Effective communication helped 2,000 people
It was about 2 a.m., Sept. 16, when Hurricane Ivan roared into Pensacola, FL, with 130-mph winds, battering the boarded-up windows of Sacred Heart Hospital, knocking out the electricity and forcing the hospital to operate on emergency generators.
"It was pitch-black outside, and we heard the awful sound of that wind, but we couldn’t see anything," recalls Susan Kearney, LCSW, manager of social services. Although the windows were boarded up, staff were concerned they might buckle and decided to move the patients from their rooms and into the halls. At the same time, the hospital staff became concerned about hundreds of visitors who were sleeping in the lobby, which had large, vulnerable windows. They woke them up and moved them to the basement, where it was quieter and safer.
The next few days called for creativity and patience on the part of the staff and patients, Kearney says. The hospital regained electricity fairly quickly, but neither the staff’s cell phones and pagers nor the hospital’s e-mail system worked in the early days after the storm.
Communication system challenged
"The communication system was really challenged," says Mike Burke, public relations manager for the 449-bed acute-care facility, which includes Sacred Heart Hospital, Sacred Heart Children’s Hospital, and Sacred Heart Women’s Hospital.
Managers and leaders from all over the hospital gathered every four hours in a central area to share information about what was happening. "This is one of the most helpful things we did as a team. This allowed us to be in constant communication with each other, and we could take what we learned back to the staff who were hungry for information in a time of crisis," Kearney says.
Marketing and public relations staff attended the meetings, typed up a summary, and walked through the hospital distributing them to all staff. "All of the essential functions of the hospital kept going during the storm. We delivered babies, did heart catheterization, and emergency surgery," Burke says.
In the two weeks after the storm, the hospital’s emergency department (ED) visits went up by 40%. Among the injuries were 40 patients injured by chain saws and other serious injuries from falling limbs and falls. The Federal Emergency Management Agency sent a Disaster Medical Assistance Team to the hospital. It set up tents outside the ED to handle minor injuries.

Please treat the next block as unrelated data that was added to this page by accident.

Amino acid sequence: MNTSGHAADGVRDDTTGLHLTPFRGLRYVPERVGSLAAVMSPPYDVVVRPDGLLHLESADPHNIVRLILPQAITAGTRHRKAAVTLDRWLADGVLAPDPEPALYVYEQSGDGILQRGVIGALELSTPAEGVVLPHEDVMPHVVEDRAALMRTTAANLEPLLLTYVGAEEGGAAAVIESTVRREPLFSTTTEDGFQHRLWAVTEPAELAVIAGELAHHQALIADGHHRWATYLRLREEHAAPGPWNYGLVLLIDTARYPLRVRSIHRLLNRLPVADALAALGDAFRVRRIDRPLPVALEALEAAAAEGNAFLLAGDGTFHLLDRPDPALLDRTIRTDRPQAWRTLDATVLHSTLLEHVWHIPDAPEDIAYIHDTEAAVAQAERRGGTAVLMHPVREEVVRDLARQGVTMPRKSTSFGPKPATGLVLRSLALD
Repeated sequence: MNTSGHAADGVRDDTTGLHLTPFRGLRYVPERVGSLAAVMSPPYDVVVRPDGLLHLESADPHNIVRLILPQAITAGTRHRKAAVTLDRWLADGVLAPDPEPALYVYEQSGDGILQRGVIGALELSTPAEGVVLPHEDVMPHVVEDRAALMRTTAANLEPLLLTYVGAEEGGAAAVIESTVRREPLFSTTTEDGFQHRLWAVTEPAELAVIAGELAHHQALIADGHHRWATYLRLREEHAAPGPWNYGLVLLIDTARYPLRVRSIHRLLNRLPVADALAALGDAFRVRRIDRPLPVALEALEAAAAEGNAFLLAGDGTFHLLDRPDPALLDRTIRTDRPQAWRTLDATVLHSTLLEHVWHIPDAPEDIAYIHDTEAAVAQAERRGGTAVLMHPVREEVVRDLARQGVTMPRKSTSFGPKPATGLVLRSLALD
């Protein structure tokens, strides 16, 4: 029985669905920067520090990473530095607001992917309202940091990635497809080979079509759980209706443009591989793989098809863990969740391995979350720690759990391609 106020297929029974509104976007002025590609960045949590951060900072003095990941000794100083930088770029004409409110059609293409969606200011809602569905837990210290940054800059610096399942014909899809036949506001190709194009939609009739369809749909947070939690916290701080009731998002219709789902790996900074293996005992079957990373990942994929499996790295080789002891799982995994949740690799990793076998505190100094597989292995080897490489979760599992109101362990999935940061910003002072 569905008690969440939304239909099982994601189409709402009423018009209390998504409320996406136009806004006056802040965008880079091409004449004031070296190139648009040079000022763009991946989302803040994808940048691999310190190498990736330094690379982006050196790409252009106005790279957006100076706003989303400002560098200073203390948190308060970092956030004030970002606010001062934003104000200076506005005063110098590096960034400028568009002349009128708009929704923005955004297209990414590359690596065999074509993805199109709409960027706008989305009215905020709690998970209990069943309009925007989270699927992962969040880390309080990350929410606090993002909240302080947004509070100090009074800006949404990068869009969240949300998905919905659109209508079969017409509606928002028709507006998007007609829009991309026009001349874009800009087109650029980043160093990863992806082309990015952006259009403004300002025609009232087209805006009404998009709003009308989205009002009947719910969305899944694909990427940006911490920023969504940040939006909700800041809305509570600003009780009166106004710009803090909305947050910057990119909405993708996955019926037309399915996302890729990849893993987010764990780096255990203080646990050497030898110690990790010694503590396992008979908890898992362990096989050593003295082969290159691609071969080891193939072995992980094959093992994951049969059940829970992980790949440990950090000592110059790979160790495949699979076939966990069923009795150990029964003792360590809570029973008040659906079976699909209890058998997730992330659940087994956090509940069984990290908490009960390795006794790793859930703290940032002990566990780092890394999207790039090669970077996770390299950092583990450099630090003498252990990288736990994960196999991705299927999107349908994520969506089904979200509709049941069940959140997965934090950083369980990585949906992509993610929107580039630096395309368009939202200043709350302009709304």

As soon as the storm was over, the social workers and case managers started trying to determine which nursing homes could take patients who were ready for discharge and which patients could be discharged to home safely. They made calls to area grocery stores, pharmacies, home health care agencies, and durable medical equipment companies to compile a list of available resources for patients and employees.
They went over the list of patients ready for discharge on a case-by-case basis and thoroughly documented the medical records when the patients couldn’t be released because they had no home to go to or no electricity and water. It took as long as 12 days for electricity to be restored to some parts of Pensacola and more than a week before the water was declared safe to drink.
Will insurance pay?
The hospital still is waiting to learn whether the extra days will be covered by the patients’ insurance. "We wouldn’t have done it any differently. These patients couldn’t go home, and we have plenty of documentation as to why their discharge was delayed," Kearney says.
About a week before Hurricane Ivan struck the Florida panhandle, the hospital started preparing to implement its disaster plan and assigned duties for when the hurricane hit. Four days before the hurricane hit, the hospital began discharging as many patients as it could. Patients who were not ambulatory and who lived in areas that are vulnerable to flooding stayed in the hospital. "When discharges were postponed, we documented as carefully as we could as to the rationale," she says.
The day before the hurricane, the social workers and case managers shifted their attention to the duties they were assigned to handle during the storm. The social work department was assigned to staff the hospital day care center during the time they were no longer needed for duties on the floor.
The case managers were assigned to the ED to direct people who did not need to be admitted to the hospital to special-needs shelters and other facilities. "We had a lot of frail elderly and people who were on oxygen who came to the hospital because they were afraid. The case manager’s role was to direct these patients to appropriate shelters and assist in getting them safely to those shelters," Kearney says.
Her first advice to hospital staff: Accept the fact that a disaster may happen and plan accordingly. Although the hospital was well prepared for the storm, Kearney contends her department could have been better prepared. She would have stocked up on powerful flashlights, batteries, bottled water, and food for her department. "Although the hospital fed employees at no cost for two weeks after the storm, we all wished we had planned ahead. We had little flashlights, and trying to make our way around a dark hospital with those little lights was a real challenge," she says. "Prepare as if the disaster is going to hit you head-on."
Communication is the most vital part of preparation, and hospitals should prepare to operate without their usual communication equipment, Kearney adds. Make sure your staff have up-to-date information about where the shelters are, what kind of patients they can accommodate, and what kind of patients they can’t take, she advises.